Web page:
Sentiment Curves And Axises Of Evil
We have deconstructed every sentence in every State of the Union address to analyze and summarize their common and unique themes.
Who else but Trajectory?
That’s Jim Bryant talking, CEO of the Boston-based “intelligent network” that’s working with publishers on their distribution challenges. It’s also the home of an ambitious Natural Language Processing (NLP) effort that “reads” the complete text of a book into its system. The idea is recommendations: when a consumer looks for a book like the one he or she just enjoyed, Trajectory’s digital comparisons are searching for such factors as matching “sentiment curves,” keywords, settings, characters—whatever can be used to make a positive match of one good story to another.
And all it took to get the attention of Bryant and his chief content officer Scott Beatty was the White House’s announcement that President Barack Obama’s last State of the Union on Tuesday (12th January) will be “non-traditional.”
Trajectory is ready with a non-traditional response.
As a walkup to the president’s address, Bryant and Beatty’s team has created a compilation of every State of the Union (#SOTU), from the first address by George Washington on 8 January 1790 to Barack Obama’s speech on 20 January of last year.
On this page, you see the collection, and on accompanying tabs, you can see some of the ways the Trajectory NLP breakdown can parse the texts of the presidential speeches. Keywords, language, content, mood and more can be gleaned form this type of “deep learning analysis,” as it’s called.
Then, by having the system compare various factors, or “vectors,” Trajectory’s technologists can create comparisons they use to chart intensity and sentiment, among other expressive qualities.
In fact, before comparisons are made, the data rendered by the compilation alone is interesting.
- Before President Obama says his first word in his final State of the Union on Tuesday evening, 1,631,219 words of presidential oration will have been given in #SOTU presentations.
- The speeches comprise 16,406 words in sentences averaging about 30 words each.
- Over the years, places have been mentioned in these addresses more than people, 1,410 places to 1,135 persons’ names.
- Be sure to note the “Trajectory China 300” words: there are 240 of them in the State of the Union addresses. The China 300 is a list of words that Beijing recommends Chinese citizens master as a basis for learning English. Here’s our recent story about English as the book world’s lingua franca. In it, consultant Thad McIlroy tells us that there are more people learning English in China than speaking it in the United States.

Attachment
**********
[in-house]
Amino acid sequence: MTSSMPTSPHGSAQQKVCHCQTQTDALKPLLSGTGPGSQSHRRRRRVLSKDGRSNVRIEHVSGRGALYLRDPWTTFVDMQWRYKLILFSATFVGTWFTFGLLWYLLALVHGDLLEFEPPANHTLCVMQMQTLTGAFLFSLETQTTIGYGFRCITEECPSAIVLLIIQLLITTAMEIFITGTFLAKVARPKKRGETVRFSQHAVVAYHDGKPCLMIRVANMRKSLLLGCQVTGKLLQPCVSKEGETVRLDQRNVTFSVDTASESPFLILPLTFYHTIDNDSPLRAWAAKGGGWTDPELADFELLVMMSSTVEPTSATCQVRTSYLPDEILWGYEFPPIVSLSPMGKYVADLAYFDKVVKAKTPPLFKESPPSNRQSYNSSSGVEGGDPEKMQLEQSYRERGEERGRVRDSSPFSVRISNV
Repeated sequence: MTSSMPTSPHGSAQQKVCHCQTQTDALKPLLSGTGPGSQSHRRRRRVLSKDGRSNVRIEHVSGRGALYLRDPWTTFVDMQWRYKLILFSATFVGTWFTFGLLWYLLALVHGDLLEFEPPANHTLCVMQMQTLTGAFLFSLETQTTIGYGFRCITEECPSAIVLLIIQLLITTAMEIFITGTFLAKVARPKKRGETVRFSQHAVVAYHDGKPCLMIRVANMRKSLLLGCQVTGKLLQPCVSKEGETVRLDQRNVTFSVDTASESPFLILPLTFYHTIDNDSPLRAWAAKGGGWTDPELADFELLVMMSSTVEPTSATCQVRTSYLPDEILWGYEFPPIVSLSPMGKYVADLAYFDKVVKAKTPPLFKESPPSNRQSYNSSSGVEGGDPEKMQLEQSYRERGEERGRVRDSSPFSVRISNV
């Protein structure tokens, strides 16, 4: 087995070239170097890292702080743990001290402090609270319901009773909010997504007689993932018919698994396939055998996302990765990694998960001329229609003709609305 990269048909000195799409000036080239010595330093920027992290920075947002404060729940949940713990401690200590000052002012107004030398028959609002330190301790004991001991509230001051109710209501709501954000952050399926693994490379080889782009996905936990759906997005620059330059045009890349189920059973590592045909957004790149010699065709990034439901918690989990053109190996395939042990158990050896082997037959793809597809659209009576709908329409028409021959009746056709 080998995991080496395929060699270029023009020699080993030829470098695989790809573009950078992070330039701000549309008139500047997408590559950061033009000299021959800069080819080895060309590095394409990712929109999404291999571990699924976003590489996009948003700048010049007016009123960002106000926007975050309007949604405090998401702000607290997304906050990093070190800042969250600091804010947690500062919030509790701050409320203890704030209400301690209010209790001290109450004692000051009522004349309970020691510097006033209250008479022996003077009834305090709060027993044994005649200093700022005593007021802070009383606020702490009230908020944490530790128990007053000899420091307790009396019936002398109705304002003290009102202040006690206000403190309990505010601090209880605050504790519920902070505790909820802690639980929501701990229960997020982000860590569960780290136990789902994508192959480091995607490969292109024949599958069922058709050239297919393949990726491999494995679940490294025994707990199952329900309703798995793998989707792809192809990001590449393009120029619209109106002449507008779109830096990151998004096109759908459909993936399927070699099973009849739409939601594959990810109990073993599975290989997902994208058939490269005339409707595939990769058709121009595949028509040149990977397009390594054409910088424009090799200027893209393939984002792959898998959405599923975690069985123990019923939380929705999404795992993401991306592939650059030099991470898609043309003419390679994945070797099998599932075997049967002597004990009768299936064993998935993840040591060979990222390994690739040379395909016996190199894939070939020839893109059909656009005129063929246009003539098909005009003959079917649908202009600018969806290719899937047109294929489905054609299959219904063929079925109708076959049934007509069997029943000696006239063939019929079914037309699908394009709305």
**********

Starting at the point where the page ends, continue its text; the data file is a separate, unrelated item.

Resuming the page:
Beatty has been looking over some of the results of the system’s analysis.
“For example,” he says, “you can easily analyze the keywords and concepts of President James Monroe’s seventh State of the Union, which first outlined the Monroe Doctrine, a defining moment in the foreign policy of the United States. And then in the 2002 State of the Union address of George W. Bush, you find that phrase ‘an axis of evil.’
“We have compared each speech to all of the others,” Bryant says, “to identify the closest matches, and we’ve summarized each speech by identifying its unique use of language and sentiment.”
Beatty talks about more of the results the team is finding:
When we compared President Obama’s speech in 2015, looking for the closest “sentiment curve,” “we were surprised to discover that the address most similar in thought, attitude and opinion was President Grant’s in 1870.
“Another pattern we discovered was the similarity of the first addresses from John F. Kennedy in 1961″—a State of the Union delivered 10 days after his “Ask not what your country can do for you” inaugural address—”and Ronald Reagan’s 1982 State of the Union.”
There’s more: Read the full story at Thought Catalog
By Porter Anderson
Writing on the Ether: Turning Trajectory’s Book-Analysis Tech Loose On #SOTU
Originally published by Thought Catalog at www.ThoughtCatalog.com
To subscribe to The Hot Sheet—the essential industry newsletter for authors from Jane Friedman and Porter Anderson—click here and enjoy our 30-day free trial.